“Listen, I know you’re upset about your aunt, but—”
“It’s not really just about her, you know? We were close when I was growing up, but that’s not the point. I worry.” He takes another drink, wincing as it goes down. “My aunt, she was alone. Not just when she passed, but the whole last ten years of her life. And I didn’t visit her, my brother didn’t either.”
“Don’t blame yourself.”
“I’m not, I’m not. Well,” he takes another drink. Leans his head back. “I feel a little guilty, but the thing is: I’m worried the same thing will happen to me.”
Oscar feels a certain pang in his chest. He puts his hand on Felix’s knee. “You’re not going to die, Felix. Not for a long time.”
“Oscar, I’m not scared of dying. I’m scared of being alone when it happens.” In one bitter swig, Felix finishes the drink and presses his hands into his face. “Oh, fuck,” he swears. (Felix never swears.) “I feel sick.”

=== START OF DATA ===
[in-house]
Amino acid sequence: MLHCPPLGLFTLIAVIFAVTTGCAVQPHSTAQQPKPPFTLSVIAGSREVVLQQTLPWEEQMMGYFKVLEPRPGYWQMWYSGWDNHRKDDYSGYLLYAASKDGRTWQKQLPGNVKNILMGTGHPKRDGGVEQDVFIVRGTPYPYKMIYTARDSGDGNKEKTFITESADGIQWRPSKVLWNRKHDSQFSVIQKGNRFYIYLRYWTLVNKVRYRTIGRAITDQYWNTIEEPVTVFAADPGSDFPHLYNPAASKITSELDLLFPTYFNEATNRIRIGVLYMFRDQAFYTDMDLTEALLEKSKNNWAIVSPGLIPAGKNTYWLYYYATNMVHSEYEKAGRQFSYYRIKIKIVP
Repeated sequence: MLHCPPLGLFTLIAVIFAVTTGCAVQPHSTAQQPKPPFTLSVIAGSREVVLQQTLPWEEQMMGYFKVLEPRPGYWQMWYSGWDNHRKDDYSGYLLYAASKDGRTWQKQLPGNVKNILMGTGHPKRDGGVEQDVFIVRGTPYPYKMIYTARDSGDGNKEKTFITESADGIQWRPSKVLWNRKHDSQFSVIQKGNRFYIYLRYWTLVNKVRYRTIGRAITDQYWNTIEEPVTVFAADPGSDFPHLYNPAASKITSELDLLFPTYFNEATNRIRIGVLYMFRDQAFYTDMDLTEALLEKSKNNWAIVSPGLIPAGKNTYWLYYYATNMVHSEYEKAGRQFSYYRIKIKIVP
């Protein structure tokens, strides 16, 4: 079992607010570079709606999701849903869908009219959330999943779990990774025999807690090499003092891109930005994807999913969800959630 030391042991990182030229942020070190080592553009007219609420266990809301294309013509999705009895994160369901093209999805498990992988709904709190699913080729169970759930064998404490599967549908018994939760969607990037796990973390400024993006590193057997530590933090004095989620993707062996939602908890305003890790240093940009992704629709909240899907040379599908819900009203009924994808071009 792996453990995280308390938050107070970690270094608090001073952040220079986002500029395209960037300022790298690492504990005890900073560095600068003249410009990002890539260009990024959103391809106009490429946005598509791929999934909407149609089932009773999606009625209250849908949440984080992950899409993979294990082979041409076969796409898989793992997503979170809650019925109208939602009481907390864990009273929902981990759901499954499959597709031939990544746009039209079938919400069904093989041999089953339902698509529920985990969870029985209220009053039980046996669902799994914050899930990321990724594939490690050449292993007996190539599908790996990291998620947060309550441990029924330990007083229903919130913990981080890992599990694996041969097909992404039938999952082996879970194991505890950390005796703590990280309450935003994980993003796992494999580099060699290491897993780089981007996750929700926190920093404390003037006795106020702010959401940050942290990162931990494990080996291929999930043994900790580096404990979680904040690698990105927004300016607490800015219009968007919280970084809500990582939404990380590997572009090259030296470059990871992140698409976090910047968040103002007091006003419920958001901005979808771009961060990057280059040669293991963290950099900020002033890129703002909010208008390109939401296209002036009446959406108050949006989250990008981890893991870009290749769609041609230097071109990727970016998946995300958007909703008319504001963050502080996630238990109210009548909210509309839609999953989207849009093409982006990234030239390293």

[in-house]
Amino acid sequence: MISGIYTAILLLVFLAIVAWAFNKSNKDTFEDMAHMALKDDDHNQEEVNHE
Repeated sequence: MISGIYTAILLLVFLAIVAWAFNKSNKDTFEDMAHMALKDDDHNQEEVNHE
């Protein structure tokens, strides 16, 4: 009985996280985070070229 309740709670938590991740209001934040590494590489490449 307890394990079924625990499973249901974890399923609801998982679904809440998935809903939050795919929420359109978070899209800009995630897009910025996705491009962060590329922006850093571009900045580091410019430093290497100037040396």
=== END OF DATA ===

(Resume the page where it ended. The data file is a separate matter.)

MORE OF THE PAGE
“Felix…” He says as sympathetically as he can. Oscar never thinks about death. It seems so far off, so inevitable, so universal that there isn’t any sense in wasting his breath or his brain on it. It will happen. Someday. Somehow. Why bother worrying about the details?
“I don’t want to die alone,” weeps Felix, his voice hitched with tears. “If Gloria doesn’t take me back, I don’t know what I’ll do. I’ll die alone.”
There’s a few moments of quiet while he puts his hand on the nape of Felix’s neck. “I won’t let that happen, Feel.”
I won’t let that happen.
“Gloria will take you back. I know she will.”
I hope she doesn’t, he thinks, and he is overcome by a foul sense of guilt and selfishness.
I won’t let you die alone.
As soon as he gets home from work, Oscar has every intention of making a beeline for the kitchen to snag a beer from the fridge before slinking off to his bedroom. He would have done it, too, but when he pushes the key into the lock and opens the apartment door, he stops in his tracks.